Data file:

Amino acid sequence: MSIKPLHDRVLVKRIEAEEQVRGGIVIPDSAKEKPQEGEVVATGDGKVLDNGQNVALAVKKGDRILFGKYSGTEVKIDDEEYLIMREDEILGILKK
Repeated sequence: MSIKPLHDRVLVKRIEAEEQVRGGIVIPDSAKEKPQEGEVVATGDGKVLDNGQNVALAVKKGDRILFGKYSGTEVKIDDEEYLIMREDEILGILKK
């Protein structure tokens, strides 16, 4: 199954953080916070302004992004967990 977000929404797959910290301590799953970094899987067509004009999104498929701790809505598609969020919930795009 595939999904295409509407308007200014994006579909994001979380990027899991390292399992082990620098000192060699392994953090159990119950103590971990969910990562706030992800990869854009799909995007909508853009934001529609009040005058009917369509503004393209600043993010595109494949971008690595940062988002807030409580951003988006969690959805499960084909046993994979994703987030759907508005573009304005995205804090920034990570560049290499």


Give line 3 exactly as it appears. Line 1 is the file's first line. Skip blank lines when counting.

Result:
């Protein structure tokens, strides 16, 4: 199954953080916070302004992004967990 977000929404797959910290301590799953970094899987067509004009999104498929701790809505598609969020919930795009 595939999904295409509407308007200014994006579909994001979380990027899991390292399992082990620098000192060699392994953090159990119950103590971990969910990562706030992800990869854009799909995007909508853009934001529609009040005058009917369509503004393209600043993010595109494949971008690595940062988002807030409580951003988006969690959805499960084909046993994979994703987030759907508005573009304005995205804090920034990570560049290499």